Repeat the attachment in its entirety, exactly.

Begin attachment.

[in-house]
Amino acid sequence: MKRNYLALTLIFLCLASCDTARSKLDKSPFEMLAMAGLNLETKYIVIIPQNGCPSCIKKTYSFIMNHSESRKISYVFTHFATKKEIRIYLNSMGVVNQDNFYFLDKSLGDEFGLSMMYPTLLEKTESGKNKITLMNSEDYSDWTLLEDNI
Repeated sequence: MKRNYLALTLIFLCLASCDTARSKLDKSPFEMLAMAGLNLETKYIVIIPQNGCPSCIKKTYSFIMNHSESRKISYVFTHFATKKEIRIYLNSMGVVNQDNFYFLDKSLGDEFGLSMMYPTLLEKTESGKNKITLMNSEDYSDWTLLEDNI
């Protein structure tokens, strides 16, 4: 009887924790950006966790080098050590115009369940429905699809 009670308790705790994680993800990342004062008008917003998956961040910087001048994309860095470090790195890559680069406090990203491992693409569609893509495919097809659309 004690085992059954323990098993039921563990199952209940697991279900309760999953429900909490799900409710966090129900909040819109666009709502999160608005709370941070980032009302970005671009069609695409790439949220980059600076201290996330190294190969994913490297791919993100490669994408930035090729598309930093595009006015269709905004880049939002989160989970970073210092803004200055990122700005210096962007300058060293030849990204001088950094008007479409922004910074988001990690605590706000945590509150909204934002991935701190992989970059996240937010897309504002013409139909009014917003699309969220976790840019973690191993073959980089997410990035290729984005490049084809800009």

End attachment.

[in-house]
Amino acid sequence: MKRNYLALTLIFLCLASCDTARSKLDKSPFEMLAMAGLNLETKYIVIIPQNGCPSCIKKTYSFIMNHSESRKISYVFTHFATKKEIRIYLNSMGVVNQDNFYFLDKSLGDEFGLSMMYPTLLEKTESGKNKITLMNSEDYSDWTLLEDNI
Repeated sequence: MKRNYLALTLIFLCLASCDTARSKLDKSPFEMLAMAGLNLETKYIVIIPQNGCPSCIKKTYSFIMNHSESRKISYVFTHFATKKEIRIYLNSMGVVNQDNFYFLDKSLGDEFGLSMMYPTLLEKTESGKNKITLMNSEDYSDWTLLEDNI
């Protein structure tokens, strides 16, 4: 009887924790950006966790080098050590115009369940429905699809 009670308790705790994680993800990342004062008008917003998956961040910087001048994309860095470090790195890559680069406090990203491992693409569609893509495919097809659309 004690085992059954323990098993039921563990199952209940697991279900309760999953429900909490799900409710966090129900909040819109666009709502999160608005709370941070980032009302970005671009069609695409790439949220980059600076201290996330190294190969994913490297791919993100490669994408930035090729598309930093595009006015269709905004880049939002989160989970970073210092803004200055990122700005210096962007300058060293030849990204001088950094008007479409922004910074988001990690605590706000945590509150909204934002991935701190992989970059996240937010897309504002013409139909009014917003699309969220976790840019973690191993073959980089997410990035290729984005490049084809800009």